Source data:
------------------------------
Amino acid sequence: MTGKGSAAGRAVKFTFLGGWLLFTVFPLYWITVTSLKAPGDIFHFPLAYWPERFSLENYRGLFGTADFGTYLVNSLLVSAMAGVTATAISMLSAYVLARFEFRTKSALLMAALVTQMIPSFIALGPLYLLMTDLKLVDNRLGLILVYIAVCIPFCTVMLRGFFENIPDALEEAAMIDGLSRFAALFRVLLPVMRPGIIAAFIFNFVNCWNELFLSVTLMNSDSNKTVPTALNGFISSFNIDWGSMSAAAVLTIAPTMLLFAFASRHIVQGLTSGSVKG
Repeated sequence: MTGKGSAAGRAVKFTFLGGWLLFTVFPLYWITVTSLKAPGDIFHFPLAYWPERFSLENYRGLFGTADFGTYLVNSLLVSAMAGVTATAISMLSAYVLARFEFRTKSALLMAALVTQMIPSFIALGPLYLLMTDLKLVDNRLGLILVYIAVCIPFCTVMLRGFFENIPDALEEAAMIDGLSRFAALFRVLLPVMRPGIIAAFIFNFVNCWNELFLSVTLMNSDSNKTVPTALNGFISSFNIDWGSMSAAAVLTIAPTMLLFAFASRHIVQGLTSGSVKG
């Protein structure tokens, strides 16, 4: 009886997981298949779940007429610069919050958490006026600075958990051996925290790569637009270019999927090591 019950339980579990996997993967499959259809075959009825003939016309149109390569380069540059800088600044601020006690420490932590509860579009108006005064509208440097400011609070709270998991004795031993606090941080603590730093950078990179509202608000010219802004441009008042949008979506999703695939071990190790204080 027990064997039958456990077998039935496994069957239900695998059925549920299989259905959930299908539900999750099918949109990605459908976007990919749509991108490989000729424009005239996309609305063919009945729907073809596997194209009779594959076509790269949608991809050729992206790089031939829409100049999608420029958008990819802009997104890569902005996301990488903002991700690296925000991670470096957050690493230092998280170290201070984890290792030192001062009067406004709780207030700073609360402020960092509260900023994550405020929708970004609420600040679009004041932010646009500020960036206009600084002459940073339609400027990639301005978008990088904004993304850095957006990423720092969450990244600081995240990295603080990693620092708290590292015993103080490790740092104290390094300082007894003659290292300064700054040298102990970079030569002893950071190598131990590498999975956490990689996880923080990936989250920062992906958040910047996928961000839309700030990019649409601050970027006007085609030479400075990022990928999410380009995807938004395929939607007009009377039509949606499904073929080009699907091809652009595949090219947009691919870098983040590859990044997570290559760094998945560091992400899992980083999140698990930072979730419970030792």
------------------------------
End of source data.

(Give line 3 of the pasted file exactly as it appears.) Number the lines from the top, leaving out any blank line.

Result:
């Protein structure tokens, strides 16, 4: 009886997981298949779940007429610069919050958490006026600075958990051996925290790569637009270019999927090591 019950339980579990996997993967499959259809075959009825003939016309149109390569380069540059800088600044601020006690420490932590509860579009108006005064509208440097400011609070709270998991004795031993606090941080603590730093950078990179509202608000010219802004441009008042949008979506999703695939071990190790204080 027990064997039958456990077998039935496994069957239900695998059925549920299989259905959930299908539900999750099918949109990605459908976007990919749509991108490989000729424009005239996309609305063919009945729907073809596997194209009779594959076509790269949608991809050729992206790089031939829409100049999608420029958008990819802009997104890569902005996301990488903002991700690296925000991670470096957050690493230092998280170290201070984890290792030192001062009067406004709780207030700073609360402020960092509260900023994550405020929708970004609420600040679009004041932010646009500020960036206009600084002459940073339609400027990639301005978008990088904004993304850095957006990423720092969450990244600081995240990295603080990693620092708290590292015993103080490790740092104290390094300082007894003659290292300064700054040298102990970079030569002893950071190598131990590498999975956490990689996880923080990936989250920062992906958040910047996928961000839309700030990019649409601050970027006007085609030479400075990022990928999410380009995807938004395929939607007009009377039509949606499904073929080009699907091809652009595949090219947009691919870098983040590859990044997570290559760094998945560091992400899992980083999140698990930072979730419970030792």